Thanks to roles on two high-profile comedies, actress and comedian D’Arcy Carden has become the common link to the two sitcom stars most likely to be dubbed “national treasures”: Ted Danson and Henry Winkler.
Through a luck of scheduling, and some patient producers and network executives, Carden juggles gigs on NBC’s “The Good Place” and HBO’s “Barry.” It’s quite a moment for the actress, who spent years dreaming of being a part of a beloved TV ensemble and now is on two.
“TV scheduling is a weird thing,” Carden said. “I shot the pilot for ‘Barry’ the same month I shot the pilot for ‘The Good Place” [in winter 2016].” “The Good Place” was immediately ordered to series, while it took a year for HBO to greenlight “Barry” — which means last year, Carden was shooting the second season of “The Good Place” and the first season of “Barry” at the same time. (“The same exact months.”) It wasn’t easy.
Generally, a performer would have to choose — but “The Good Place” creator Mike Schur and “Barry” creators Bill Hader and Alec Berg found a way to make it work. (Carden ultimately appeared in six episodes of “Barry.”) “It’s a bunch of good dudes who want good things to be made,” she said. “There’s not a lot of ego there.”
That brings us back to Danson and Winkler. Danson, who plays the dark angel Michael on “The Good Place,” and Winkler, who stars as drama coach Gene Cousineau on “Barry,” are frequently described as two of the kindest stars in Hollywood — a notion that Carden doesn’t dispute.
“You’d think one of them wouldn’t be great — but guess what, they’re both the best,” she said.
Winkler and Danson became household names thanks to their iconic roles on two classic sitcoms: “Happy Days” and “Cheers,” respectively. But when asked to choose her favorite TV episode of all time, Carden cites another landmark series: “Friends.”
Carden was a fan of the 1990s sitcom from the very beginning, when her mother convinced the then-high school student to watch. “My mom had this amazing quality of picking shows that we should watch as a family,” she said. “She would know if before, as she’d read about it. From the pilot of ‘Friends,’ the whole family would gather.”
IndieWire asked Carden to choose her favorite episode of TV of all time, and she responded with the seminal February 1999 episode “The One Where Everybody Finds Out.” Written by Alexa Junge and directed by Michael Lembeck, the episode follows Phoebe (Lisa Kudrow) as she learns that Chandler (Matthew Perry) and Monica (Courteney Cox) have started secretly dating. She begins blatantly flirting with Chandler in order to get him to cop to the secret, leading to several hysterical — and uncomfortable — moments.
“I remember being in the moment when that episode aired, it rocking my world,” Carden recalled. “It was so well done and I do believe it totally holds up.”
Carden discussed that episode, plus her favorite episode of “The Good Place,” and how she got her start in comedy thanks to the Upright Citizens Brigade troupe, on this edition of IndieWire’s TURN IT ON podcast Listen below!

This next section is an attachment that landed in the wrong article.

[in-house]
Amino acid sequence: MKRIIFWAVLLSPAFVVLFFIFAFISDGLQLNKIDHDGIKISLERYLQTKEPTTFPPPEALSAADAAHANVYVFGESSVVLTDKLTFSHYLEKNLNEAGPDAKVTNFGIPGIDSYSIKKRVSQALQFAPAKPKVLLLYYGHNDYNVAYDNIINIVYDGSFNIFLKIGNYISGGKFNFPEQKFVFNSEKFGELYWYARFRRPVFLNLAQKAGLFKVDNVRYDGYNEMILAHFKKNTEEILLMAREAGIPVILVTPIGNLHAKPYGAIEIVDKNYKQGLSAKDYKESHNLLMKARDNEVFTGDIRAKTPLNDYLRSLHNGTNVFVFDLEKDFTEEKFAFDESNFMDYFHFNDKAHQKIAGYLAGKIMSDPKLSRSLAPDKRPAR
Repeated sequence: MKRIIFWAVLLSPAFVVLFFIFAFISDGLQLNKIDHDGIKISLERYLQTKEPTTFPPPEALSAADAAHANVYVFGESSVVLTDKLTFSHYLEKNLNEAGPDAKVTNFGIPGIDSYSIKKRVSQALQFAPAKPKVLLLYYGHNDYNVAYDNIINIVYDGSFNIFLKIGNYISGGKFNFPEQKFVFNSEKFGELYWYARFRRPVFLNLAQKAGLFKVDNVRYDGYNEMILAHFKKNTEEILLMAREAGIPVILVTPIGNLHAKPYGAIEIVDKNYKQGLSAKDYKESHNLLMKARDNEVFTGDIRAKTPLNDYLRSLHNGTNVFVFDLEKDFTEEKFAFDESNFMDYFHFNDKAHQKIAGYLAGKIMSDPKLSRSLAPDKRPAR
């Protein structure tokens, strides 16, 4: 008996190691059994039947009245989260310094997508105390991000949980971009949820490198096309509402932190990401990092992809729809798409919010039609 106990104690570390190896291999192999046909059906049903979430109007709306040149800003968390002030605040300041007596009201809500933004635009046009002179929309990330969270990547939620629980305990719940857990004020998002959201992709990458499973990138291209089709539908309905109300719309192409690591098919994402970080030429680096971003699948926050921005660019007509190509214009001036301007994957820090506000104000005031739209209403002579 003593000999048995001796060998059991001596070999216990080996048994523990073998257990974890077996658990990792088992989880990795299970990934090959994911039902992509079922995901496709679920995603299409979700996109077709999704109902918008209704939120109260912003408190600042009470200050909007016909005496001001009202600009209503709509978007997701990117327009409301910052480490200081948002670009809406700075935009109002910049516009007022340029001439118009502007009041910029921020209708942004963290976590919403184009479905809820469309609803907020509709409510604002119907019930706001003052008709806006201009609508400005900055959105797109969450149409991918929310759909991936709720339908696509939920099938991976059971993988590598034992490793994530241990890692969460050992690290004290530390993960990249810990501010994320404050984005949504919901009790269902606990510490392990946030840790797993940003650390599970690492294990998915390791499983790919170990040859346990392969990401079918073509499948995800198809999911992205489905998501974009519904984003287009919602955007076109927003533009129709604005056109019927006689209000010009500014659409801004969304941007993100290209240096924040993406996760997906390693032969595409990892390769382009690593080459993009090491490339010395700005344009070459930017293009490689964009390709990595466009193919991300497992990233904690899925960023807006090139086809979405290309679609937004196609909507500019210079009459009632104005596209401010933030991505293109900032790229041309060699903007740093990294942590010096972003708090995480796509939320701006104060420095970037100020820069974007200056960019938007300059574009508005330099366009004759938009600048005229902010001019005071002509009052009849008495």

When Carden auditioned to play Janet, the mysterious personal assistant on NBC’s “The Good Place,” she did not know that the character wasn’t human. Creator Mike Schur did that by design: Although Janet is an artificial intelligence being who can be summoned anywhere at anytime, she still possesses human-like qualities.
“We were figuring her out as we went,” Carden told IndieWire. “Season 1, it was such a question mark. I feel like I know her so well now. As the ‘owner’ of Janet, I’m so protective of her. It’s such a gut instinct to know how she would react or say things, or know what her body or face would do.”
“The Good Place” returned for its third season with another twist: The four humans who had been part of a devilish scheme by dark angel Michael (Ted Danson) to recreate human misery as punishment the afterlife have now been sent back down to earth. Michael has fallen in love with the characters (played by Kristen Bell, William Jackson Harper, Jameela Jamil, and Manny Jacinto) and is now trying to trigger their redemption. Back in the afterlife, Michael and Janet are watching their progress with trepidation.
“I am such a fan of this show,” Carden said. “I am obsessed with the writers, I am obsessed with Mike Schur. I lose my mind every time we get a new script.”
“The Good Place” has already wrapped its third season, which premiered last week. That clears the deck for Carden to return to the set of “Barry,” which is just starting to shoot Season 2. Meanwhile, Carden still has a regular stint at the UCB theater in Los Angeles.
John P. Johnson/HBO
Carden began her UCB relationship in New York, after seeing a show there. “I signed up for classes the next day,” she said. “Fun fact: The intern who signed me up for classes was Donald Glover. That’s how long ago it was. It’s really a great place for an actor who’s into comedy. I found my lane and took a million classes. It’s pretty competitive. You have to audition and there’s a lot of people there. I think of it as the best comedy school/theater in the country.”
UCB alums now populate the TV and film world, and Carden credits its philosophy: Finding “truth in comedy and grounded comedy.” That’s the secret behind the success of series like “Parks and Recreation,” which, of course, starred Amy Poehler, one of the UCB founding members.
“That was my dream goal, I had to be on something like that,” she said. Mission accomplished. “I sometimes wonder if I will wake up, and it was all a dream!”
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